Monday, February 1, 2010

Bipolar Disorder Part 5

This is the fifth in a series about bipolar disorder. I have been talking about the dilemma of finding effective medication without undue side effects or toxicity and talked before about lithium which remains the "gold standard". Today I will discuss three more medications, carbamazepine (Tegretol), valpoate (Depakote), and lamotrigine (Lamictal). All three belong to the class of medications referred to as AED's or antiepileptic drugs. They initially were designed to stop seizures in epileptic patients before they were found to have significant mood stabilizing properties. Again, like lithium we do not know the mechanism of action in bipolar disorder.

Tegretol was the first one of these three medications found to be effective in bipolar disorder. It does a good job of treating mania and preventing further manic episodes, is not so good at preventing depression and does not at all treat depression. It generally is fairly well tolerated in terms of day to day side effects and blood levels can be monitored. There is sometimes an allergic rash,it can cause hyponatremia or low sodium levels, and is teratogenic, potentially causing congenital abnormalities if taken while pregnant. It also reduces the effectiveness of birth control pills. The most serious potential side effect though is the possibility of bone marrow suppression, impairing the ability to make white blood cells needed to fight off infections so the white blood cell count needs to be monitored on a regular basis.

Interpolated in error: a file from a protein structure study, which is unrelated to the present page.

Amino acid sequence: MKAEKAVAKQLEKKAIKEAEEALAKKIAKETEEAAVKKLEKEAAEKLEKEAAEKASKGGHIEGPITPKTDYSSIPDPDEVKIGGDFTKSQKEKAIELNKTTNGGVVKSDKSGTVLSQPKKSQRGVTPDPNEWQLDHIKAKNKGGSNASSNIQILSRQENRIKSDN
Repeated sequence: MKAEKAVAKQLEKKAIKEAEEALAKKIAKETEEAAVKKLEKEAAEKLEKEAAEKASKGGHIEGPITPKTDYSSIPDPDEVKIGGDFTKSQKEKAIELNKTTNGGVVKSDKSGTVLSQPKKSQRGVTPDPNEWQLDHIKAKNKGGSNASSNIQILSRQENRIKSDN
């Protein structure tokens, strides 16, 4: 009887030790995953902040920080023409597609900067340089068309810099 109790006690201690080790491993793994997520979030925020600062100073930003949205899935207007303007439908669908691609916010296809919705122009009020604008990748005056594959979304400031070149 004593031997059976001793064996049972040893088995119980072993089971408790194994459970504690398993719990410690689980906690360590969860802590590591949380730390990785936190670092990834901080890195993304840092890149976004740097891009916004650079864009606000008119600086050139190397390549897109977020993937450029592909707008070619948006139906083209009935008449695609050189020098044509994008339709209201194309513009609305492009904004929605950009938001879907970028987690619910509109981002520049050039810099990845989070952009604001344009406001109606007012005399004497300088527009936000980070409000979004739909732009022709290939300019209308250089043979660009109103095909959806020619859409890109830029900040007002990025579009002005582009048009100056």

Depakote was the next AED available to treat bipolar disorder. Like Tegretol it is a very effective antimanic medication, can prevent mania from recurring but does less well in preventing depression and does not at all treat depression. It is as effective as lithium in treating mania and sometimes more effective. Common side effects can be weight gain (at times quite significant) and tremor. It can cause some hair loss, alter menses, increase risk of polycystic ovary syndrome and is very teratogenic. Like Tegretol it can be monitored with blood levels. Rare but serious side effects can be drug induced hepatitis or pancreatitis or quite rare liver failure. Liver function tests need to be routinely monitored.

Lamictal is much different than any other bipolar medication. It does not treat mania nor depression but is very effective in preventing further manic episodes as well as further depressed episodes. It is extremely well tolerated day to day, is not associated with weight gain, is not teratogenic, and is not associated with the risk of bone marrow suppression or liver problems. It has a rare (but potentially fatal) risk of inducing a Stevens - Johnson reaction which is a severe rash affecting not only the skin but the mucous membranes as well. Because of it's properties of preventing mania and depression it is often used as a second medication in many cases.

As I mentioned before these medications can sound quite bad in terms of side effects and risks but in most cases the benefits of preventing the devastating consequences of untreated bipolar disorder outweigh the risks. Tomorrow I will talk about the third group of bipolar medications, the second generation antipsychotic medications.

Thought for the day

"The thought never came to mind that I too am a brief and passing thing and so, through hatred ,lust, and ignorance I have committed many sins".

The Way of the Bodhisattva

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